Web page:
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Students Air Racism Concerns

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Anna L. Tong, Harvard Crimson, May 14

A call to Harvard University police about a Saturday afternooon event organized by the Black Men’s Forum (BMF) and the Association of Black Harvard Women (ABHW) has prompted accusations of racism.

As members of the groups played games of dodgeball and capture-the-flag in the Quad as part of the annual “BMF-ABHW Challenge,” Cabot House residents fired off a string of impassioned e-mails questioning students’ presence on the public lawn — and whether they were students at all. Eventually, the Harvard University Police Department was called about the commotion, and officers asked the students to “keep the noise down,” according to police spokesman Steven G. Catalano.

Debate ensued over the motivation behind the HUPD call, and 60 students turned out to a dinner discussion last night sponsored by the Currier House race relations tutors. The BMF has also announced that it will stage a publicity campaign to dispel racial stereotypes.

{snip}

Barnhill said that many of the participants had been wearing Harvard paraphernalia and the event had been approved by all the Quad House masters. He said the call to HUPD was “disturbing” because of the “assumption that we didn’t belong there.”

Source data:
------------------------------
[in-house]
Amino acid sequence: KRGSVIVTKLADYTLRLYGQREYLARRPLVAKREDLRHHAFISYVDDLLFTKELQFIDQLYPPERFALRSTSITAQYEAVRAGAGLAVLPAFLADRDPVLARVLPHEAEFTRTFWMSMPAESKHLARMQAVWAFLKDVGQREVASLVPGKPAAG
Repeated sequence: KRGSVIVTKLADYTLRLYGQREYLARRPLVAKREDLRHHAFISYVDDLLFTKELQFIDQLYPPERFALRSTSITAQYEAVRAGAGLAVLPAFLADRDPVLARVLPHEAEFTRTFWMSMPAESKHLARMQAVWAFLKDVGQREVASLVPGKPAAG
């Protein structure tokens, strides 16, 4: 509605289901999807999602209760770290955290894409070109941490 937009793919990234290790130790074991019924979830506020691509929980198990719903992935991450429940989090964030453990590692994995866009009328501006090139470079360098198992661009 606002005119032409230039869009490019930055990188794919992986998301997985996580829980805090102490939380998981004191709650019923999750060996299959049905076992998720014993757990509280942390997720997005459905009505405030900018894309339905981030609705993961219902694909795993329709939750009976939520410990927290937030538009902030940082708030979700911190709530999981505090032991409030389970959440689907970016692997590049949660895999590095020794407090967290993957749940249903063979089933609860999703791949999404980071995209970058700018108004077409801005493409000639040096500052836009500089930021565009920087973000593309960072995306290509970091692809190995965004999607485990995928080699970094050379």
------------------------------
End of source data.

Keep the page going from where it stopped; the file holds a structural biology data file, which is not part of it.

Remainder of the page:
Barnhill and ABHW President Anjelica M. Kelly ‘09 both said they felt racism was involved in Saturday’s events.

{snip}

Some residents complained that the students were playing on roped-off sections of the Quad lawn, where the grass was being regrown for graduation ceremonies. Others were angry over the fact that the noise came in the middle of reading period, as students studied for exams and worked on papers.

{snip}

Barnhill said that the events would have a silver lining because they brought sensitive racial issues to light.

{snip}

Barnhill said he has been inspired to spearhead a campaign called “I am Harvard,” aimed at “eliminating the notion that Harvard isn’t a place for minorities, women, and other sorts of people that defy your standard Harvard profile.”

Original article

Email Anna L. Tong at tong@fas.harvard.edu.

(Posted on May 22, 2007)

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